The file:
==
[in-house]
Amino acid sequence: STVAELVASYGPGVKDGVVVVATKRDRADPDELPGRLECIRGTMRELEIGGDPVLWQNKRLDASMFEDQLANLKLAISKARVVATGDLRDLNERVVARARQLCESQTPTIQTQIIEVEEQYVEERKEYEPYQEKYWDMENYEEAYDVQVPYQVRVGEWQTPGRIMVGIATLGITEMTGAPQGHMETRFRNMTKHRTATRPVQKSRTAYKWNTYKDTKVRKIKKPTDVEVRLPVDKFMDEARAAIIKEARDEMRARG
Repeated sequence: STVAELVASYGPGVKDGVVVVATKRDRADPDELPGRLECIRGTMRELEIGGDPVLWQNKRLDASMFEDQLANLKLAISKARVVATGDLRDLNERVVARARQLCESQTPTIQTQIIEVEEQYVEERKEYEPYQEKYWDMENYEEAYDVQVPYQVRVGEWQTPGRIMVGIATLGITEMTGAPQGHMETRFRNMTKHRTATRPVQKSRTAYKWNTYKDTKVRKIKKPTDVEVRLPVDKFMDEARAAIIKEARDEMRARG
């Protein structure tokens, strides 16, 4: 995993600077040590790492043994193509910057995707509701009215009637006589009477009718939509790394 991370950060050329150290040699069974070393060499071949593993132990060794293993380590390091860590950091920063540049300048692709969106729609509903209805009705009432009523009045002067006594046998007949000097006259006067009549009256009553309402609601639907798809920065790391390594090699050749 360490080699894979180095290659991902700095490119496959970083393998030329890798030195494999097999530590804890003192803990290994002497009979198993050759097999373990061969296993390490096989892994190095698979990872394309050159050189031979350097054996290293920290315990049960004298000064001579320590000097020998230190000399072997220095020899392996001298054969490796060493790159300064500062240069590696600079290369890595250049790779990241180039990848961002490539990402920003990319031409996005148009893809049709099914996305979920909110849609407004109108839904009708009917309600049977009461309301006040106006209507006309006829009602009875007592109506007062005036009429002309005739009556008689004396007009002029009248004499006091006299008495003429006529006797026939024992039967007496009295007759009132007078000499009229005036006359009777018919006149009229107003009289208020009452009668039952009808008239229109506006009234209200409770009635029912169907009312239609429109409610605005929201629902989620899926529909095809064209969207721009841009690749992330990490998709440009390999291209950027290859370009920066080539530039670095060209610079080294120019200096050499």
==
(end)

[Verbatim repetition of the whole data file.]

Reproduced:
[in-house]
Amino acid sequence: STVAELVASYGPGVKDGVVVVATKRDRADPDELPGRLECIRGTMRELEIGGDPVLWQNKRLDASMFEDQLANLKLAISKARVVATGDLRDLNERVVARARQLCESQTPTIQTQIIEVEEQYVEERKEYEPYQEKYWDMENYEEAYDVQVPYQVRVGEWQTPGRIMVGIATLGITEMTGAPQGHMETRFRNMTKHRTATRPVQKSRTAYKWNTYKDTKVRKIKKPTDVEVRLPVDKFMDEARAAIIKEARDEMRARG
Repeated sequence: STVAELVASYGPGVKDGVVVVATKRDRADPDELPGRLECIRGTMRELEIGGDPVLWQNKRLDASMFEDQLANLKLAISKARVVATGDLRDLNERVVARARQLCESQTPTIQTQIIEVEEQYVEERKEYEPYQEKYWDMENYEEAYDVQVPYQVRVGEWQTPGRIMVGIATLGITEMTGAPQGHMETRFRNMTKHRTATRPVQKSRTAYKWNTYKDTKVRKIKKPTDVEVRLPVDKFMDEARAAIIKEARDEMRARG
């Protein structure tokens, strides 16, 4: 995993600077040590790492043994193509910057995707509701009215009637006589009477009718939509790394 991370950060050329150290040699069974070393060499071949593993132990060794293993380590390091860590950091920063540049300048692709969106729609509903209805009705009432009523009045002067006594046998007949000097006259006067009549009256009553309402609601639907798809920065790391390594090699050749 360490080699894979180095290659991902700095490119496959970083393998030329890798030195494999097999530590804890003192803990290994002497009979198993050759097999373990061969296993390490096989892994190095698979990872394309050159050189031979350097054996290293920290315990049960004298000064001579320590000097020998230190000399072997220095020899392996001298054969490796060493790159300064500062240069590696600079290369890595250049790779990241180039990848961002490539990402920003990319031409996005148009893809049709099914996305979920909110849609407004109108839904009708009917309600049977009461309301006040106006209507006309006829009602009875007592109506007062005036009429002309005739009556008689004396007009002029009248004499006091006299008495003429006529006797026939024992039967007496009295007759009132007078000499009229005036006359009777018919006149009229107003009289208020009452009668039952009808008239229109506006009234209200409770009635029912169907009312239609429109409610605005929201629902989620899926529909095809064209969207721009841009690749992330990490998709440009390999291209950027290859370009920066080539530039670095060209610079080294120019200096050499």